What the history ISN’T:
Many believe that the Tres Dias cross originated from the view of the cross-beams of the Mid-Hudson Bridge that crosses the Hudson River between the City of Poughkeepsie and Town of Highland in New York State (this bridge is located in the heart of the Mid-Hudson Community). As the pictures below show, it’s easy to see how this “urban legend” came to be.
What the history IS:
According to Anton Wellbrock, one of the early leaders of Tres Dias, the Tres Dias cross was not patterned after the iron works on the Mid-Hudson Bridge – the similarity was purely coincidental. When the first weekend was being planned, there was a need for a cross to be given to the candidates as a token of the weekend. While many of the original team were Catholic, they decided that Tres Dias should not be a carbon copy of Cursillo. This was as much a political decision as it was spiritual. They changed the name, the talk’s names and contents, and removed the Catholic influences — especial Marianism. They also wanted to change the cross since the Cursillo cross was clearly Catholic.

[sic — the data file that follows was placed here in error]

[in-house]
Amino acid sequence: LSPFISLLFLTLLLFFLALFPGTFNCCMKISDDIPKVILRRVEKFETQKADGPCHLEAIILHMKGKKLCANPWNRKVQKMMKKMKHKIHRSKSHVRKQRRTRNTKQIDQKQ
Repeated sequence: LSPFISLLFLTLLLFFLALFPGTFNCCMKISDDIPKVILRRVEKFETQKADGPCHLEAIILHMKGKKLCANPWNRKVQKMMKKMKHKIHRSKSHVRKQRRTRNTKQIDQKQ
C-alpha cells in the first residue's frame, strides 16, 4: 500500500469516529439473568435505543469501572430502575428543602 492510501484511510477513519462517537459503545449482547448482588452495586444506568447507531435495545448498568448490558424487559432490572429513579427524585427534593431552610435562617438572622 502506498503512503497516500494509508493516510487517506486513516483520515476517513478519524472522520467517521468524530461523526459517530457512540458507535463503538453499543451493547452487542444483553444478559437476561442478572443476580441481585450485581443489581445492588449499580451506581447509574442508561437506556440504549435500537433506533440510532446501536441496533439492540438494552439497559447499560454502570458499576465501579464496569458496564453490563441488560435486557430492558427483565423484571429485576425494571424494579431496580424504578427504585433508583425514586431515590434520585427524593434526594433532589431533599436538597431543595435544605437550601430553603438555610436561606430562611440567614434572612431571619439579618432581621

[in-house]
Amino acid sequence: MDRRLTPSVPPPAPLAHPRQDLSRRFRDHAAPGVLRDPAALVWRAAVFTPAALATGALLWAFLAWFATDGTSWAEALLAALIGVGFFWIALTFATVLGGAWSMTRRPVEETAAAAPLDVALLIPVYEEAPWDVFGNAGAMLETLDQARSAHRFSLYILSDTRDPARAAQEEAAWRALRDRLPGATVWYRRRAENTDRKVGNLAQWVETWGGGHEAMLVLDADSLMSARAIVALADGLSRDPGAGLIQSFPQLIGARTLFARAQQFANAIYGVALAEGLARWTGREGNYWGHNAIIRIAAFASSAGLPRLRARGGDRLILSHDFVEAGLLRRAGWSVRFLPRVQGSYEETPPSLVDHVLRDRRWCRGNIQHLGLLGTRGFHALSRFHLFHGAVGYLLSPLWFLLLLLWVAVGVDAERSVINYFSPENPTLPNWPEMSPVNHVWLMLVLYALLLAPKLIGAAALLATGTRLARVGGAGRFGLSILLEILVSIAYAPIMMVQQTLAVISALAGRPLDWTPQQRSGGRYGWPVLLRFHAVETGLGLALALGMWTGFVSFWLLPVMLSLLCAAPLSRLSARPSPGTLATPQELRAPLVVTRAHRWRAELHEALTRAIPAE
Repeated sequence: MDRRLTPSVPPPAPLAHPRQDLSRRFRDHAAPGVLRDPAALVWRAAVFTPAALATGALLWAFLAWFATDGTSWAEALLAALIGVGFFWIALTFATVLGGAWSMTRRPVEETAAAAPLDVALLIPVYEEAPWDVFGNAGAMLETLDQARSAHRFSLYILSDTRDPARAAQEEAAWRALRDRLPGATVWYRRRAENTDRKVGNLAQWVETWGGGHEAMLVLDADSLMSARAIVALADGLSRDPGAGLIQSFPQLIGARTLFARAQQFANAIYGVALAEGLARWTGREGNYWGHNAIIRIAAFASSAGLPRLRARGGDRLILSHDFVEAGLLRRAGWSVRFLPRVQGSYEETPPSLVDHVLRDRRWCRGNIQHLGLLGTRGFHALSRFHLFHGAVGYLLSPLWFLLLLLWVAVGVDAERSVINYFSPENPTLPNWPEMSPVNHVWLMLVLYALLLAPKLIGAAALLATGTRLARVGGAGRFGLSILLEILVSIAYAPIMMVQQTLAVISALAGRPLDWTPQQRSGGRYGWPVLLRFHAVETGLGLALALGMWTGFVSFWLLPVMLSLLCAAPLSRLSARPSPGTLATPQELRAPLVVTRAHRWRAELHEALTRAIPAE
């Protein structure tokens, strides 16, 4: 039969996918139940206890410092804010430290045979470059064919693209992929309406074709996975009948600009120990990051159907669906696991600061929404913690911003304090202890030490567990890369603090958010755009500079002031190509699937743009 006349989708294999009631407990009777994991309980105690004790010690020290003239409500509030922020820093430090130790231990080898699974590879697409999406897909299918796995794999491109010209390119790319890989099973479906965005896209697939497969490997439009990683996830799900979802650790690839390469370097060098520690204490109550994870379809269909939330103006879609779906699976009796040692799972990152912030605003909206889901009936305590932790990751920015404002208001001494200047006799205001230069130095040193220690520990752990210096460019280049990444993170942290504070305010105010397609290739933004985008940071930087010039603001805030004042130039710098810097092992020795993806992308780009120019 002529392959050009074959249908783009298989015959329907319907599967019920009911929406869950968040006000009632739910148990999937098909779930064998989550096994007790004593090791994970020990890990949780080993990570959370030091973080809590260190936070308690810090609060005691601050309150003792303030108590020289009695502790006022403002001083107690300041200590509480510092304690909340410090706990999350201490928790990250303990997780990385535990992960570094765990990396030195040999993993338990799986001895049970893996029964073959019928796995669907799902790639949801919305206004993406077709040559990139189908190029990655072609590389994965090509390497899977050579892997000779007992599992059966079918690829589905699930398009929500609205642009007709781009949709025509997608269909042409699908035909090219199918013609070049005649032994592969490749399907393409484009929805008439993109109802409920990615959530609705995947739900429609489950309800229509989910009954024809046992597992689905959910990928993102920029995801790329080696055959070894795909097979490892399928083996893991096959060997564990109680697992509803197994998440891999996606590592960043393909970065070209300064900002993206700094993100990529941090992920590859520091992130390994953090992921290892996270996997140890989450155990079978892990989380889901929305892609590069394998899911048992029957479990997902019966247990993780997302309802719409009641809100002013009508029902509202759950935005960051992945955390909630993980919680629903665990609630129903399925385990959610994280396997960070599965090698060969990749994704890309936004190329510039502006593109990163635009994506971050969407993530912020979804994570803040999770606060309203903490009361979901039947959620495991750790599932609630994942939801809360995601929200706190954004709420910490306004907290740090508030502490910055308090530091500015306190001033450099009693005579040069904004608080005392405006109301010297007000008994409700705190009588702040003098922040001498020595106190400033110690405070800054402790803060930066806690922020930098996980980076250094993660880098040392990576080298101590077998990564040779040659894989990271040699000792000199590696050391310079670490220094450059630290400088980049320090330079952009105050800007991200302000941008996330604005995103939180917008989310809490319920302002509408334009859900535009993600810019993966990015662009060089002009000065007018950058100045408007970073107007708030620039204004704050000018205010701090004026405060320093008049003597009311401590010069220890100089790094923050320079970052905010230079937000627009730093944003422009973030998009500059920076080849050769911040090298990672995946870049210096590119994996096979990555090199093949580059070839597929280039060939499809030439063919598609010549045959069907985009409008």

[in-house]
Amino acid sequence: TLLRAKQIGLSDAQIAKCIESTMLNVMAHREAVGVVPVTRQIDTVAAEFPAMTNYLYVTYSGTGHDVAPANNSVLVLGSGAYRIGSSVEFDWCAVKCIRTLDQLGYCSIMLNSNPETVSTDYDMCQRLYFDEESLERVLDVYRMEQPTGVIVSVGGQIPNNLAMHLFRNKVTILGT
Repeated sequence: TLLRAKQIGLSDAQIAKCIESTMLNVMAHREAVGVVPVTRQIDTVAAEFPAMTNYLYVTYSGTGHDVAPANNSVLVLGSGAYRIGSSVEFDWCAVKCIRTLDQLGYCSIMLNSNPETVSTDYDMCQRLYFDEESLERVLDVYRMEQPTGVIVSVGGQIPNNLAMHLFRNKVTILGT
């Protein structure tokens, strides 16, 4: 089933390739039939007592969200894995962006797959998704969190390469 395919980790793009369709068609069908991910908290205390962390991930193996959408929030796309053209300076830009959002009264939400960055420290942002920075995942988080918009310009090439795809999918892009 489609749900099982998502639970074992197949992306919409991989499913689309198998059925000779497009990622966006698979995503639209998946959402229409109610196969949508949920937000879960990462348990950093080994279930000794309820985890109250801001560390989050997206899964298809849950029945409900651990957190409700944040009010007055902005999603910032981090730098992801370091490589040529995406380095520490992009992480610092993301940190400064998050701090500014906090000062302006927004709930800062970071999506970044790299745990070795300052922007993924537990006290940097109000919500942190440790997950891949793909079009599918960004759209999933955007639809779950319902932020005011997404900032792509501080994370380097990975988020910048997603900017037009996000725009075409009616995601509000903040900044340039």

It’s generally understood that a team person went to a Christian Bookstore and found the cross we now use, for sale. He purchased enough for the first weekend. The problem of manufacturing them for subsequent weekends was always present. They were hand made by individuals in the community for a number of years, including Bob Lowden, who now lives in Texas, and by Bruce Willerup. The responsibility for supplying the crosses was eventually taken over by the International Secretariat.
Anton says the first place he ever saw a connection made between the Tres Dias cross and the Mid-Hudson Bridge was in a banner made by Lynette McKinney. It was used on several weekends and probably helped promote the myth. Fittingly, Lynette’s banner is still displayed every year at the annual meeting of the International Assembly.
On a side note, the Tres Dias cross was copyrighted with the help of Walter Hearn’s artistic talents (who now lives in Virginia), and the authority for the copyright has since been transferred to the International Secretariat.